Wednesday, 30 May 2007

Teaching at the Herstmnceux Castle

After more than 20 hours of travelling, I finally arrived at the HerstMonceux Castle on May 26th to start my teaching at the International Study Centre (ISC) of Queen's University (Canada).

Here's a bit of the history of the Castle from ISC's website:

The rich history that surrounds Herstmonceux Castle and the impressive structure of the Castle itself offer special appeal for students participating in ISC programs. In fact, the area shows evidence of prehistoric activity dating back as far as the Paleolithic period, over 20,000 years ago.

Herstmonceux’s Written History
The Battle of Hastings on October 14, 1066, occurred just a few kilometres from the Saxon village of Herste and changed the course of world history. The first written evidence of the existence of the Herste settlement appears in William the Conqueror’s Domesday Book which reports that one of William’s closest supporters granted tenancy of the manor at Herste to a man named ‘Wilbert’.

The Herstmonceux Name
By the end of the twelfth century, the family at the manor house at Herste had considerable status. Written accounts mention a lady called Idonea de Herste, who married a Norman nobleman named Ingelram de Monceux. Around this time, the manor began to be called the “Herste of the Monceux”, a name that eventually became Herstmonceux (pronounced Herst-mon-soo).

Herstmonceux Castle Estate
A descendant of the Monceuxes, Roger Fiennes, was ultimately responsible for the construction of Herstmonceux Castle in the County of Sussex. Sir Roger was appointed Treasurer of the Household of Henry VI, and needed a house fitting a man of his position, so construction of the castle on the site of the old manor house began in 1441. Today it is the oldest brick building of any note still standing in England. The castle was built of brick, a highly unusual material for the time in Britain, and the builders of Herstmonceux Castle concentrated more on grandeur and comfort than on defence to produce a truly magnificent estate. The property passed through the hands of a number of private owners until it was sold in 1946 to the British Admiralty, which bought the estate for the Royal Greenwich Observatory. The site served as an important scientific institution for over 40 years. The estate still provides housing for the Newton Telescope and the Equatorial Telescope Buildings, which have been converted to an interactive science centre for schoolchildren.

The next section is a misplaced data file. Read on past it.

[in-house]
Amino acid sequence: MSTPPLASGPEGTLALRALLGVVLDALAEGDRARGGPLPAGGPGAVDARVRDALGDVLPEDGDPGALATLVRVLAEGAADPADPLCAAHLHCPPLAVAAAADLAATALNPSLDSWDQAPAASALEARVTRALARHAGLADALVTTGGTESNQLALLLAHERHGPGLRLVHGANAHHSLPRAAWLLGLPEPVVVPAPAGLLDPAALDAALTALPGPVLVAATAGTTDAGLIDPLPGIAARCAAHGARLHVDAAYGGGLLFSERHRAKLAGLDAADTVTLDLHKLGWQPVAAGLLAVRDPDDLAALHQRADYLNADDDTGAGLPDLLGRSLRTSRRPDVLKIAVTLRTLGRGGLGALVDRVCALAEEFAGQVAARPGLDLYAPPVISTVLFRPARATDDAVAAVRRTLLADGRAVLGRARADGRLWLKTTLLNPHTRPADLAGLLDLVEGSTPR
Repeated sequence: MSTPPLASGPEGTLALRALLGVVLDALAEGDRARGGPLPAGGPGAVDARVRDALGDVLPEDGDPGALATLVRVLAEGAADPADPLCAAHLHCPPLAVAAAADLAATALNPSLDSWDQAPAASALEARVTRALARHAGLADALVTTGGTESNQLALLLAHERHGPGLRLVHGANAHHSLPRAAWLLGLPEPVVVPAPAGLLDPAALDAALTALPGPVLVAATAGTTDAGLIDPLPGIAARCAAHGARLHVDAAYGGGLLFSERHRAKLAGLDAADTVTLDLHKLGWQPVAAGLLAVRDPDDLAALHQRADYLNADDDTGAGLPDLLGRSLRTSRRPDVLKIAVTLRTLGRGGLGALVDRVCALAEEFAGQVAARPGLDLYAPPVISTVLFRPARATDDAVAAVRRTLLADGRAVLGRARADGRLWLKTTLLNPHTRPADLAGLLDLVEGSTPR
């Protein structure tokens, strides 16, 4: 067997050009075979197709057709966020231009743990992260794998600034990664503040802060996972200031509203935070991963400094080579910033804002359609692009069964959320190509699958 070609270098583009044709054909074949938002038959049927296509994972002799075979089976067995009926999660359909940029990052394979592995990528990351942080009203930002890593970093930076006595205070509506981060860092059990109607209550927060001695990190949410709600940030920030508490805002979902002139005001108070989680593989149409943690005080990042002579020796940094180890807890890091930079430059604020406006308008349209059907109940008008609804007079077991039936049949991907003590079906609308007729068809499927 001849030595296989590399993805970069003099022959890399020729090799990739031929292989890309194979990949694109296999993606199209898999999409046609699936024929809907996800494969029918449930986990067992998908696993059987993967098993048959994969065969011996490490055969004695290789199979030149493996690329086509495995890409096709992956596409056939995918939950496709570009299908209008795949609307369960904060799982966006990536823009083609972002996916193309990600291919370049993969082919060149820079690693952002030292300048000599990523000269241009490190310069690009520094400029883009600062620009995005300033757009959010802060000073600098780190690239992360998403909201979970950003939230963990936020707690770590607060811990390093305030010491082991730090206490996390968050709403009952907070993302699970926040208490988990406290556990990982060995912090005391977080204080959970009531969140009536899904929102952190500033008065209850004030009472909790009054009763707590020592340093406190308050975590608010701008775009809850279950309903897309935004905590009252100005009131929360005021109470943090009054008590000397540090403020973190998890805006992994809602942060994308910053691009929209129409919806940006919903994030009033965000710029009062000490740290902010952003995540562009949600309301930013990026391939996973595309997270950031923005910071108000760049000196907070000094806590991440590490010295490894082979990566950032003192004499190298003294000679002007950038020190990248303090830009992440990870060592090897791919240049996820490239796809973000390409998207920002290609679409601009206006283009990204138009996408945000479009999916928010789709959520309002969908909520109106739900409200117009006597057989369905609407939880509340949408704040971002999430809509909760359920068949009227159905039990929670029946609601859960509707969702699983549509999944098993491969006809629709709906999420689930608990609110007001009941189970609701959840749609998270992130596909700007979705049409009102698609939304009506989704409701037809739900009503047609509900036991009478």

Wednesday, 16 May 2007

Periodicals in China

I am in Beijing at the moment, where the International Federation of the Periodical Press (FIPP) is holding its 36th World Magazine Conference. One can't help wondering the connection between this "timely" conference and the WTO complaint against China on trading rights and distribution services for foreign periodicals.

In a speech by Director-General Liu of the General Administration of Press and Publication, he stressed that both local and foreign media enjoy "equal protection in China" so long as they carry out "lawful businesses".

Sunday, 13 May 2007

World Bank project on Aus-China FTA 中国和澳洲自贸区中的服务贸易问题

I've recently been appointed by the World Bank as an International Consultant to conduct research on trade in services issues in the proposed Australia-China FTA. I would appreciate any inputs or stories relating to the topic, especially those on China's export interest in services in Australia.


Thursday, 10 May 2007

My Paper Makes SSRN Top Ten List

I just received a notice from the SSRN today announcing that my paper
"China's Participation in the WTO: A Lawyer's Perspective" was
recently listed on SSRN's Top Ten download list for "Emerging
Markets: Economics". I checked the SSRN website and found that my
paper was listed as the 7th most downloaded paper for Journal of
Emerging Markets: Economics for the period from March 11, 2007 to May
10, 2007. This is not bad for a paper that is yet to be published in
paper format (it is forthcoming in the Singapore Year Book of
International Law

More details on the ranking can be found at

The paper is at

Hope more people will find my article interesting!

Friday, 4 May 2007

Academy of International Trade Law 2007

I taught at the Academy of International Trade Law in the summer of 2006. It is a wonderful program hosted by the Institute of European Studies of Macau. Last year I taught the module on Dispute Settlement, which is originally scheduled to be taught by Prof. Joseph Weiler from New York University School of Law. When he was unable to come to Macau due to personal reasons, I was recommended to teach the module instead.

This year, I will continue teaching in the course. Students from law schools across the world are welcome to apply. If you are interested, you can find more details about the course and how to apply here.